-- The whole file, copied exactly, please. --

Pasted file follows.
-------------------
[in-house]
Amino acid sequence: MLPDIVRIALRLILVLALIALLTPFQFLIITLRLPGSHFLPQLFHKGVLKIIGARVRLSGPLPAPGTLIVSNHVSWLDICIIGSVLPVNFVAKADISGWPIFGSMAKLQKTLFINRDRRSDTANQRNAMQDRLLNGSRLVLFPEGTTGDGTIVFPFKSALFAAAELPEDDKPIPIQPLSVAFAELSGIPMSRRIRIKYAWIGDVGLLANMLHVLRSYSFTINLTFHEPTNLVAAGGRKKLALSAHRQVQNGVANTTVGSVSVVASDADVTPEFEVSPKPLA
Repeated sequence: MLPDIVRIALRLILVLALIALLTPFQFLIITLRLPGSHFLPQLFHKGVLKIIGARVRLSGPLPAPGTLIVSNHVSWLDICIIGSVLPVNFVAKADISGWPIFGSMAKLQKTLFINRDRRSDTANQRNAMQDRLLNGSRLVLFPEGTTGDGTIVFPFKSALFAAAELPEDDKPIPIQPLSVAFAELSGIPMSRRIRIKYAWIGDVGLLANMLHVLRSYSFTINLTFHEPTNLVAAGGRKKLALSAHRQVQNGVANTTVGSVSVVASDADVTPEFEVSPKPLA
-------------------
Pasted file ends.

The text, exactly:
[in-house]
Amino acid sequence: MLPDIVRIALRLILVLALIALLTPFQFLIITLRLPGSHFLPQLFHKGVLKIIGARVRLSGPLPAPGTLIVSNHVSWLDICIIGSVLPVNFVAKADISGWPIFGSMAKLQKTLFINRDRRSDTANQRNAMQDRLLNGSRLVLFPEGTTGDGTIVFPFKSALFAAAELPEDDKPIPIQPLSVAFAELSGIPMSRRIRIKYAWIGDVGLLANMLHVLRSYSFTINLTFHEPTNLVAAGGRKKLALSAHRQVQNGVANTTVGSVSVVASDADVTPEFEVSPKPLA
Repeated sequence: MLPDIVRIALRLILVLALIALLTPFQFLIITLRLPGSHFLPQLFHKGVLKIIGARVRLSGPLPAPGTLIVSNHVSWLDICIIGSVLPVNFVAKADISGWPIFGSMAKLQKTLFINRDRRSDTANQRNAMQDRLLNGSRLVLFPEGTTGDGTIVFPFKSALFAAAELPEDDKPIPIQPLSVAFAELSGIPMSRRIRIKYAWIGDVGLLANMLHVLRSYSFTINLTFHEPTNLVAAGGRKKLALSAHRQVQNGVANTTVGSVSVVASDADVTPEFEVSPKPLA